Will anybody really miss Eric Cantor? Probably not. Despite (or maybe because of) his position in the House Republican leadership and the historic nature of his primary loss, there was virtually nothing remarkable about him as a politician or a policymaker. The Republicans have dozens or hundreds or thousands more just like him. He’s like a Dorito corn chip in those old Jay Leno ads: They’ll make more.
Cantor exemplifies what Sen. Rand Paul (R-Ky.) just denounced as a “Chamber of Commerce”-style GOP legislator, “the same-old, same-old,” standard-issue Republican who has brought the party to a historically low level of self-identification among voters.
Cantor was what passes for a small-government conservative. Which is to say that Cantor was in favor of shrinking the size and scope of government…except for the endless list of exceptions that allowed him to help grow federal spending by more than 50 percent in real terms, and regulatory spending by even more, during the Bush years.
You know the drill: As a “conservative,” Cantor wanted the government out of people’s lives because FREEDOM-FOUNDING FATHERS-CONSTITUTION. Yet Cantor was anti-gay marriage and anti-abortion (he even wanted to prohibit adults from transporting minors across state lines if they were getting abortions). Because the federal government really should dictate all that, right? He endorsed a constitutional amendment against flag burning because free expression doesn’t mean you can actually express what you mean. He was pro-gun or, more specifically, pro-National Rifle Association. He was pro-drug war. Nothing unique or interesting there.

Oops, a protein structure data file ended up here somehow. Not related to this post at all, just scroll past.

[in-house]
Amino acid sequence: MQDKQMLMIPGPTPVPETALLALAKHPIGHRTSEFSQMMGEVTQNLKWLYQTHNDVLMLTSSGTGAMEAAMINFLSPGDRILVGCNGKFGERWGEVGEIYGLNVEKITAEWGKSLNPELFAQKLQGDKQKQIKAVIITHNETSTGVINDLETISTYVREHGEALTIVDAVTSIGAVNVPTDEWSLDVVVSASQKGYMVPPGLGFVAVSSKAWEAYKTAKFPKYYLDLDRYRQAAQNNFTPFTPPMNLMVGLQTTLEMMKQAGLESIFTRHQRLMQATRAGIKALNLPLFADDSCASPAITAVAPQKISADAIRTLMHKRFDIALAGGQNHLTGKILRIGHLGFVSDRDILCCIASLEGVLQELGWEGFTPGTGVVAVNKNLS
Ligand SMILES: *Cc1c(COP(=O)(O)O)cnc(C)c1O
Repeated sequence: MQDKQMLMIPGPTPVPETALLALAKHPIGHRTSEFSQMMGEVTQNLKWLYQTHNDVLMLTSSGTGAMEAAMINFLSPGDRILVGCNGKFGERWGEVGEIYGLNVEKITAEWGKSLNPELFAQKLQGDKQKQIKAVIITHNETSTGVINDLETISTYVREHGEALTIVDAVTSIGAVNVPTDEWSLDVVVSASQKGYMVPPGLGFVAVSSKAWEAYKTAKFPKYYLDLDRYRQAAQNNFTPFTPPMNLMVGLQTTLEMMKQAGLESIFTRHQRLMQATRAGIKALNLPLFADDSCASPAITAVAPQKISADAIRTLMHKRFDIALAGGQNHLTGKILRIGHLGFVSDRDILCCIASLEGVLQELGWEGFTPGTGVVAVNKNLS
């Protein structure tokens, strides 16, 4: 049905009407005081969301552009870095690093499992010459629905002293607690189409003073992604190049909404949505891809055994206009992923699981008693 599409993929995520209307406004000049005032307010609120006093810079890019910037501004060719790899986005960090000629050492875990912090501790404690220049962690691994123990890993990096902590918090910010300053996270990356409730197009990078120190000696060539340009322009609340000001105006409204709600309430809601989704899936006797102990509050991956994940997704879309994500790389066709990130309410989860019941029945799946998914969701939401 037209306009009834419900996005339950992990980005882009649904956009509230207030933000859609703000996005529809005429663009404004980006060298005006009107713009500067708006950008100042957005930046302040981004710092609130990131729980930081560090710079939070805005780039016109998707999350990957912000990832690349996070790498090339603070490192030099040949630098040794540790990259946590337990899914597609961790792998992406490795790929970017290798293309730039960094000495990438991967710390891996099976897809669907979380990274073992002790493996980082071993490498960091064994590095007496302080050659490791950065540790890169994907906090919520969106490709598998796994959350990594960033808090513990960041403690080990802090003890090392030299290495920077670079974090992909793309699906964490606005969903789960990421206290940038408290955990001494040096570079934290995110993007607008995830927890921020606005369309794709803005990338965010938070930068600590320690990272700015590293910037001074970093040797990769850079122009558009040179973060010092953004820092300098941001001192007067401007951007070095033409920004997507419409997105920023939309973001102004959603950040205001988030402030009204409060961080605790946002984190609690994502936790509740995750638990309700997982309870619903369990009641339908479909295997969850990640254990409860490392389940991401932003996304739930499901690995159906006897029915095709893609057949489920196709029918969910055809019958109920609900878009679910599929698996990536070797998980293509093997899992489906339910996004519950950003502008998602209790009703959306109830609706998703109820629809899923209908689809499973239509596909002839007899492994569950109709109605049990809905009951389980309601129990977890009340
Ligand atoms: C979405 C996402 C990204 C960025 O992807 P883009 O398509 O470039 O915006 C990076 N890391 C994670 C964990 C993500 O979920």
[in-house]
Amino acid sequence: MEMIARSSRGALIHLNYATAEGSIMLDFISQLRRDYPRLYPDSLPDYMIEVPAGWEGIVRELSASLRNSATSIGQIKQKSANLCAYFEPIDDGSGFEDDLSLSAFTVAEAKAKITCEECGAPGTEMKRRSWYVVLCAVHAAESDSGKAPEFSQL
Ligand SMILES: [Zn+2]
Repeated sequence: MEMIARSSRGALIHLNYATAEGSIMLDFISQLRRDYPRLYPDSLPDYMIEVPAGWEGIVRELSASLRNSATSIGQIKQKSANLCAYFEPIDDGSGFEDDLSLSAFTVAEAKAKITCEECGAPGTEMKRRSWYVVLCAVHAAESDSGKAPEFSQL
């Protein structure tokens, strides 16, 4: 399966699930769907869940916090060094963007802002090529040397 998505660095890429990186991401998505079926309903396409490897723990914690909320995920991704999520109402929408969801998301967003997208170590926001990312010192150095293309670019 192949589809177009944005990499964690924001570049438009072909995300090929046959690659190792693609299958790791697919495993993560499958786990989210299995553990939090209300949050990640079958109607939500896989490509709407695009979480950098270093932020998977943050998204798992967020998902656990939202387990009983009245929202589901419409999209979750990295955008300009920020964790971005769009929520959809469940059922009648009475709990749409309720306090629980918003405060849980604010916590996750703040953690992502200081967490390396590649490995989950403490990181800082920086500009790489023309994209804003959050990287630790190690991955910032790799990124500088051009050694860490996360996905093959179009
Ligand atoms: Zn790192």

He wavered ever-so-slightly on immigration reform, meaning that he believed some children of immigrants shouldn’t be punished for their parents’ transgressions (big of him, really, at least in a GOP context). But he voted to build a militarized fence along our border with Mexico, pulled a 100 percent rating from the xenophobes at the Federation for American Immigration Reform (FAIR) and he wanted English to be the official language of America (what’s Mexican for WTF?). He loved the national security state (including virtually unchecked surveillance of Americans as well as foreigners), defense spending, and wars (especially when a Republican was in the White House). He voted for No Child Left Behind, the single-biggest increase in federal control over education because education is an issue best dealt with at the local level, unless conservative Republicans run the country.
On spending and economic issues, he was atrocious and hypocritical in all the ways that a Republican can be. Of course he voted for the 2003 expansion of Medicare to include prescription drugs, even as he voted against allowing Medicare to negotiate cheaper prices for that unwarranted giveaway to the nation’s seniors. He signed off on the Bush budgets and he championed the Troubled Asset Relief Program and the illegal auto bailouts (at least as long as a Republican was president).